Rather appropriately, Chez Panisse was made out of a structure built as a single-family home in the 1930s. From the time of its purchase in 1971, it’s been molded to accommodate a business—a family, really—that necessarily expanded over several decades of use.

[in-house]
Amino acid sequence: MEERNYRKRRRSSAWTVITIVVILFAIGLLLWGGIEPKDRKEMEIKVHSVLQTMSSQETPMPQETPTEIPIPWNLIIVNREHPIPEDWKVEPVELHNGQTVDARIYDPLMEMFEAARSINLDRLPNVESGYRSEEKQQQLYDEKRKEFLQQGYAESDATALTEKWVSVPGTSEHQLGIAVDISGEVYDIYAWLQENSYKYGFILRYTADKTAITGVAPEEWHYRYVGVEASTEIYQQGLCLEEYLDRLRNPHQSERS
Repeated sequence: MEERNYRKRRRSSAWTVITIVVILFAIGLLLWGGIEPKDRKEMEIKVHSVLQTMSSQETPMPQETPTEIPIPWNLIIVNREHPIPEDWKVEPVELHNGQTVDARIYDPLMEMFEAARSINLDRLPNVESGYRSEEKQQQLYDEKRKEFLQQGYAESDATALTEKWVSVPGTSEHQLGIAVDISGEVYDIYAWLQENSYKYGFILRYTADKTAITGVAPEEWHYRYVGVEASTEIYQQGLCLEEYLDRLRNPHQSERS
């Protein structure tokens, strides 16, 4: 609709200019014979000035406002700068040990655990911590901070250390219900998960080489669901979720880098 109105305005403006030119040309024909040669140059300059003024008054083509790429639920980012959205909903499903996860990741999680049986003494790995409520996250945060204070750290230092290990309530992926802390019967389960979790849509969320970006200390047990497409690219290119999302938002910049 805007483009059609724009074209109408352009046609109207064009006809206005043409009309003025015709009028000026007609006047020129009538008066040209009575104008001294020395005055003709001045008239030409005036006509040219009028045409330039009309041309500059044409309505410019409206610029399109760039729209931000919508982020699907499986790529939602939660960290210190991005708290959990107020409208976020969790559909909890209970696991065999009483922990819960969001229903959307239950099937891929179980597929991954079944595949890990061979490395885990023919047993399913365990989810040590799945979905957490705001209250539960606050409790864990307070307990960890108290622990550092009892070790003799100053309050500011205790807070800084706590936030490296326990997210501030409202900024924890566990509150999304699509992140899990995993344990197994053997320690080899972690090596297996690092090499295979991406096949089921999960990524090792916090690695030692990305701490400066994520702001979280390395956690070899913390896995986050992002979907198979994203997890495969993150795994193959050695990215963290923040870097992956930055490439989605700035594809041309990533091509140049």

When the restaurant first opened its doors, the downstairs hearth—now the most prominent feature of the kitchen—had yet to be built. All the grilling for dinner service was performed over a steel drum in the back courtyard. This ad hoc outdoor grill station was adjacent to where the first pastry chef and co-owner of the restaurant, Lindsey Shere, conceived of confections in the gussied-up toolshed that predated a formal pastry department. The addition of an open kitchen upstairs in 1980—to execute a café menu distinct from the downstairs prix fixe—was followed by a series of auxiliary buildings, storage areas, a wine cave, staff changing rooms, and offices next door, both for the restaurant and the Edible Schoolyard Project. Chez Panisse spread out like a kind of medieval market town—in phases and as dictated by a growing family—and prevailed despite two significant fires, in 1982 and again in 2013.